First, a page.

Thursday, May 17, 2012

After Hours at BLO - Thoughts from a singer, opera lover, and development geek


My name is Ceceilia Allwein, and I work at BLO. My official title is Development Coordinator, which means that I manage direct mail, telefund, digital outreach, print advertising and pretty much any other communications that come out of development in service of the annual fund. It’s a super creative job, and I love it! 

At the end of my day at BLO, I don’t go home though.

I hop on my bike, go to a practice room and start singing.

To be absolutely clear, I don’t work at BLO in an artistic capacity, and I don’t make my living as a singer. I was trained as a singer (and music theory!) though and still make my way onto stages about town every now and then.

Five years ago I had no idea I would end up working in development. What I learned over time, however, was that I care deeply about people’s relationship to music and the role that financial support plays in that relationship.

Since joining BLO I have found that my development work and after hours musical activity inform each other, and I would love to share with you a few intriguing things that I’ve learned about my relationship to BLO and opera in Boston. 

1. Taste Does Not Equal Support

My musical tastes are pretty far out. Most of the time when I sing I use electronics, noise or extended vocal techniques. This summer I’ll be a vocal interpreter at the Internationales Musikinstitut Darmstadt in Germany for a few weeks. The definition of opera in Darmstadt would fall way outside most people’s realm of musical decency, but to my taste those are some righteous times just waiting to happen! 

But I also want to live in a community where I can hunker down in a theater seat on any given weekend and bathe in a lush wall of vocal and orchestral sounds.

Butterfly, I’m looking at you!

Regardless of whether I’m a die hard fan of every single opera that’s made the stage (I’m not), I want to experience the breadth of the genre’s influence in musical discourse. I support BLO financially because Boston’s rich musical culture benefits from opera.  

2. Music education is the gift of transferable skills

Through BLO’s Music! Words! Opera! curriculum, students get the opportunity to write an opera—music and libretto—right in their own classroom, and teachers learn how to incorporate opera, which is to say, musical practice, into their teaching. 

As a product of music education similar to Music! Words! Opera! myself—and a conservatory trained, Gen Y, digital native—I can attest to the job skills that music education offers: I have executed complex tasks on stage since I was an itty bitty kid, become comfortable expressing myself verbally in public on abstract topics, and developed a huge autodidactic streak from years of self-directed practice. My music education has given me a significant advantage.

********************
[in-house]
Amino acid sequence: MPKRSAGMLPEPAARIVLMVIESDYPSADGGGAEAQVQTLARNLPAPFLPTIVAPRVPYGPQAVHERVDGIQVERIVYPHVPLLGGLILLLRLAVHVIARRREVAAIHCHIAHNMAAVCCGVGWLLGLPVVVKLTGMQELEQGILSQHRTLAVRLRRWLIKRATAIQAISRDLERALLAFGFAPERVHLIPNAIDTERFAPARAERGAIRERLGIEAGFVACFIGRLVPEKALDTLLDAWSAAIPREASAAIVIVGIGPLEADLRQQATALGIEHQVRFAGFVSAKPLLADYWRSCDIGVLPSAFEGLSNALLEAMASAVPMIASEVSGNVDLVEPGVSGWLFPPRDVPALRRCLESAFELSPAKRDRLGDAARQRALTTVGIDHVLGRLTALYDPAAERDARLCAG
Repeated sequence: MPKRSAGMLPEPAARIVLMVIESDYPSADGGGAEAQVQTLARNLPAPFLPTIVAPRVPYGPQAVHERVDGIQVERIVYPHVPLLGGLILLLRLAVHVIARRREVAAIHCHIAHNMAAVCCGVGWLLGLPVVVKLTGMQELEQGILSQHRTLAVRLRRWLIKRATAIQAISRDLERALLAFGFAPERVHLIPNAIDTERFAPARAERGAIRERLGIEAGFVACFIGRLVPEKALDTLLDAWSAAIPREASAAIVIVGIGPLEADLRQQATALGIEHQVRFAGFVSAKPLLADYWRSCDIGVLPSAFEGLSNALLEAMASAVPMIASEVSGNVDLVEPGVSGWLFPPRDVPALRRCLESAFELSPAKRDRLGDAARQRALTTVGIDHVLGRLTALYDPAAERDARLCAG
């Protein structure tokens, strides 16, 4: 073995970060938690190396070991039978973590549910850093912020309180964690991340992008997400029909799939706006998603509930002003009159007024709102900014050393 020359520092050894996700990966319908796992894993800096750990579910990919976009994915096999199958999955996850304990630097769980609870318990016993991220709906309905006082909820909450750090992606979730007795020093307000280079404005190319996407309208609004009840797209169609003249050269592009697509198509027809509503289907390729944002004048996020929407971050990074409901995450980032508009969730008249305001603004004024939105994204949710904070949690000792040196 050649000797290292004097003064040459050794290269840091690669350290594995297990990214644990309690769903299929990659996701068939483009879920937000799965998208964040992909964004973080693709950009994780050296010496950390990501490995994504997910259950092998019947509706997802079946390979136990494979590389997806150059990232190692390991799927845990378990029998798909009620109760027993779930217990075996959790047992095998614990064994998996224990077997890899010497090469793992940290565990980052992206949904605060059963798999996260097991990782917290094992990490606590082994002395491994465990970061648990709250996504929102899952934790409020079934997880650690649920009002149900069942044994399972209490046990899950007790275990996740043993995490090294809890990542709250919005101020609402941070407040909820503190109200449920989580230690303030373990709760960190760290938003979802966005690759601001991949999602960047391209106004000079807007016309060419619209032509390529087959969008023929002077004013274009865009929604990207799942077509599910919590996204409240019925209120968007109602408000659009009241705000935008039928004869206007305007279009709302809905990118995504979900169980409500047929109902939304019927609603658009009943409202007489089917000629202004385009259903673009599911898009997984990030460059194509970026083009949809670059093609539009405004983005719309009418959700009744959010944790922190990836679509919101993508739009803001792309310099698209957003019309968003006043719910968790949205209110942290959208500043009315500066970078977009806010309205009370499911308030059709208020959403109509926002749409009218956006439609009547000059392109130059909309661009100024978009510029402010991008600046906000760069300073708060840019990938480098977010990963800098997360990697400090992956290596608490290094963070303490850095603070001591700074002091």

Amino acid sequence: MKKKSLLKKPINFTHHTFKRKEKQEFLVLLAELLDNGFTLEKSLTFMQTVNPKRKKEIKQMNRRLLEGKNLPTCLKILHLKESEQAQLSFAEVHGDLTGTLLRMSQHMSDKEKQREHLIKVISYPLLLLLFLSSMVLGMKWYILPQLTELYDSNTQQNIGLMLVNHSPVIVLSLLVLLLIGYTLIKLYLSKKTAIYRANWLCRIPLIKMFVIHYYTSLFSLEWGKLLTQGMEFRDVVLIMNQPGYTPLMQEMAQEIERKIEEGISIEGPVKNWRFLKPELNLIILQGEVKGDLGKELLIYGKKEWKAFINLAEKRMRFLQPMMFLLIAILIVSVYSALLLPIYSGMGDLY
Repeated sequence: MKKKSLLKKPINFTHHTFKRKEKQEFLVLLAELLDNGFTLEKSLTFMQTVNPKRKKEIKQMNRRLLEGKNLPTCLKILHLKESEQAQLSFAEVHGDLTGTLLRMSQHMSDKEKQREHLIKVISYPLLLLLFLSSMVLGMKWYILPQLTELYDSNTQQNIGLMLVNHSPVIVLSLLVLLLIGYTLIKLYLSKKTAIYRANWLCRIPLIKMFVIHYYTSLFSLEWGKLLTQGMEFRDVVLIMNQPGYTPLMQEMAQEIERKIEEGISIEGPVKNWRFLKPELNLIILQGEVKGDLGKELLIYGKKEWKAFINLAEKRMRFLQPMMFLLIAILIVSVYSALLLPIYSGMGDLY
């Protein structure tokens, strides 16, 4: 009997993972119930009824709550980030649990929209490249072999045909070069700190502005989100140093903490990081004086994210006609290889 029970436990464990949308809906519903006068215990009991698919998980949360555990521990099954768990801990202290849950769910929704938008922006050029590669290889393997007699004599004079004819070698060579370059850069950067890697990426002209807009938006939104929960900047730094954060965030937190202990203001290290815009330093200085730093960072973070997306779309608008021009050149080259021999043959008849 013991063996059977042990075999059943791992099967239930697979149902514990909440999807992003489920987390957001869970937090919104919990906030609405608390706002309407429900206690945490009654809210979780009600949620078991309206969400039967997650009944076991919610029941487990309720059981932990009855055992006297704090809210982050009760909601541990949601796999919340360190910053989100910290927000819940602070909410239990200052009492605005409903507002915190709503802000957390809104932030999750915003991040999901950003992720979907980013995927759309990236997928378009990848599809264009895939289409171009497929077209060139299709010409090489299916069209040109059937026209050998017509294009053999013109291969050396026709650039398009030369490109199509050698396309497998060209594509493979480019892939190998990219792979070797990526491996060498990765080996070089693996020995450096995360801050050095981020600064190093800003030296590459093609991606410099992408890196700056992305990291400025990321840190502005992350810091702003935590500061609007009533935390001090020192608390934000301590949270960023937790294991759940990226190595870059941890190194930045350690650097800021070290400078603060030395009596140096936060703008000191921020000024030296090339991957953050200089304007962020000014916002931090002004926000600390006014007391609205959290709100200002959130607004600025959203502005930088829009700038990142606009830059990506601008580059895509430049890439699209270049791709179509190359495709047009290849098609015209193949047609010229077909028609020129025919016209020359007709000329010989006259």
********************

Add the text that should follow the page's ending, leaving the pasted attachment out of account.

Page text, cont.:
Supporting music education at BLO is not only about cultural appreciation, developing new audiences, or spending Saturdays in prestigious pre-college programs. It is also about giving kids the opportunity to learn transferable skills right in their own classrooms that will serve them for their entire lives.

3. It takes both artistic and financial context to cultivate artistry

I give performances as a non-vocational singer, because it puts the expression and vulnerability that professional artists give in every performance into context. I also founded a contemporary music ensemble a few years ago, because I wanted to know first-hand what it was like to build an organization from the bottom up. (Conclusion: It’s hard. Very hard.)

Now that I work at BLO I do considerably fewer performing projects, but the experience continues to renew my appreciation for the leadership at BLO. I am blown away by the quality of opera and the budget on which it is produced. Go Esther, John, David, Nick and Dan!

It boils down to this: Financial gifts provide a framework for material possibility--a framework that impacts the strength of opera’s voice in Boston, the exposure to art and skills that kids get through music education, and the artistic vision of BLO’s leadership.

I’ve been on a journey to really explore these three points for the past few years, and I feel stronger than ever about the importance of supporting BLO. Not to mention the fact that giving just feels good. (Don’t believe me? Read this.)

I invite you to make a direct impact on BLO’s material possibility by donating now. If you donate before June 30, you will have double the impact through the 35th Anniversary Challenge matching grant as well.  

And! If you’d like to check out the musical stylings of an avocational classical singer, you can join me at my next concert TONIGHT!  

Thursday, May 17, 2012, 8pm
New England Conservatory
Williams Hall

I would love to meet you in person and chat about how you can be a part of the amazing things that BLO has planned!

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